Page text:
There are still plenty of questions about whether evening primrose oil can help treat brain-related conditions like hyperactivity, attention deficit hyperactivity disorder (ADHD), multiple sclerosis, depression, schizophrenia and Alzheimer's disease.
In one study involving psychiatric patients with tardive dyskinesia (abnormal, involuntary movements) who were given primrose oil for four months, researchers found the oil did nothing to stop the patients' involuntary movements, but did help improve their memory and calm their mental state [source: Hudson]. In studies of primrose oil's impact on children with attention-deficit/hyperactivity disorder (ADHD), the results have been mixed [source: Mayo Clinic].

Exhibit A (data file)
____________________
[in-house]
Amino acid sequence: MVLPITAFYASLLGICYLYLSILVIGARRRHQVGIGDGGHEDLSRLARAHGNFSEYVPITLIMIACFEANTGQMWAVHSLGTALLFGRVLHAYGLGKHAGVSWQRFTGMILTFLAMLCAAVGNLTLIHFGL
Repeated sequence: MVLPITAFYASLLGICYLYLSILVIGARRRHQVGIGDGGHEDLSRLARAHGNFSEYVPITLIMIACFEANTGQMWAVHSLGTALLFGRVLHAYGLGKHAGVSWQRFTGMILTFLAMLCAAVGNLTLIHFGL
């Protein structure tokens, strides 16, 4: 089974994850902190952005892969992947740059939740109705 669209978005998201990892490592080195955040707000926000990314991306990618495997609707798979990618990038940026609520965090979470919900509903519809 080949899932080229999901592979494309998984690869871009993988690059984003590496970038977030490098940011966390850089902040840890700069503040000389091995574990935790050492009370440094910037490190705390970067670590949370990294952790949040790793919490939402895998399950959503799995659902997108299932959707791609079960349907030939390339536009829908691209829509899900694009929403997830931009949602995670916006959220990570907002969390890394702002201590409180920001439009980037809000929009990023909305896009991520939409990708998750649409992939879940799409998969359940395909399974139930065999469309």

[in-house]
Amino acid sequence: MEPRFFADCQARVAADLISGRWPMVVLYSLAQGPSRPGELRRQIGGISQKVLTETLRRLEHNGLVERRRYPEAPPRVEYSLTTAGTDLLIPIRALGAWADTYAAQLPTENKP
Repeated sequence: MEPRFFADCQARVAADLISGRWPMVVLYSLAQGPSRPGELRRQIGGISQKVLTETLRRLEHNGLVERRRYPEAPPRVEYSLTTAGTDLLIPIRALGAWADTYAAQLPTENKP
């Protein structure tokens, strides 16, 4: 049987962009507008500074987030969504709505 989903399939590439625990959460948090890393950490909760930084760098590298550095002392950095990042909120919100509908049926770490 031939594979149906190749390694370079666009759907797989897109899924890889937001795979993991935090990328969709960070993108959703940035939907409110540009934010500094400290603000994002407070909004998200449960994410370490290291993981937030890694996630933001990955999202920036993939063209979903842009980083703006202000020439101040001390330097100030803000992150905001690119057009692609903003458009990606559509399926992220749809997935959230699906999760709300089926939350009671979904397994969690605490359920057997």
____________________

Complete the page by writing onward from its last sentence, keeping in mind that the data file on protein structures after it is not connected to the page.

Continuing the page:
The reason researchers even consider evening primrose oil for treating these types of conditions goes back to our friend, GLA. The importance of GLA, an omega-6 fatty acid also found in borage seeds and black current seeds, is that the body converts it to prostaglandin E1, which regulates body activity, including brain functioning [source: Schmidt].
Prostaglandin E1, considered a "messenger" in the brain, is vital to regulating nerve impulses -- one reason some experts believe that increasing prostaglandin E1 in the brain can improve things like memory, mood, impulse control and concentration [source: Schmidt].
But like all the alleged health benefits of evening primrose oil, the jury is still out. For more on the research that has been done thus far, see the links on the next page.